The plaintiffs argue that Harvard engages in "racial balancing" by enrolling essentially the same percentage of black, white, Latino and Asian students each year. It also alleges that the university holds Asian students to a higher standard, and forces them to compete against one another for admission.
Should only merit apply in admissions?
The lawsuit has resonated with Asian-Americans like Benjamin Yu, president of The Orange Club, an Orange County political group comprised of conservative Chinese-Americans.
"Basically, we just want the colleges to admit students based on their merits, instead of meddling in the process and systematically discriminating against students based on their race, skin color and national origin," Yu said.
He said a relative of his was denied admission to an East Coast university he wouldn't name, even though he adds she had higher test scores than non-Asian peers who were admitted.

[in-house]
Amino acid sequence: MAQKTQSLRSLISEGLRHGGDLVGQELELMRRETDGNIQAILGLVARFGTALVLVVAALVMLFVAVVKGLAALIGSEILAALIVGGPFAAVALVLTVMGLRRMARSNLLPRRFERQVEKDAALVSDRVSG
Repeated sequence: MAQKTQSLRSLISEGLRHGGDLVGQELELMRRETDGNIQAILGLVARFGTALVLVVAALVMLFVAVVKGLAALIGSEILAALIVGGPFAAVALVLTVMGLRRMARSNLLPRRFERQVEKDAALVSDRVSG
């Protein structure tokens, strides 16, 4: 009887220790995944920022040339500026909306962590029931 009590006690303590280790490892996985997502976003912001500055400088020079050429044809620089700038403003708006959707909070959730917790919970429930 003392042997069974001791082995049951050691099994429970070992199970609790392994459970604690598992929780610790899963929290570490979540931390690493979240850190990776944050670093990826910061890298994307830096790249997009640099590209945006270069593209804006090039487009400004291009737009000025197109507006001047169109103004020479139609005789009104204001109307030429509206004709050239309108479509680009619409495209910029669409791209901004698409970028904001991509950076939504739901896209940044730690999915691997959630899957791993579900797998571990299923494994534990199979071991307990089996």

"She said she [had] classmates and friends accepted by the school, which she knows had a lower score than her," Yu said.
Yu traveled to Boston to take part in a rally with other supporters of the plaintiffs, and to witness the trial taking place in federal district court.
In August, the federal Department of Justice expressed support for the plaintiffs in court documents.
Another Southern California resident, Thang Diep of Reseda, is also planning to be at the trial, but he's testifying on the side of Harvard, where he's a senior.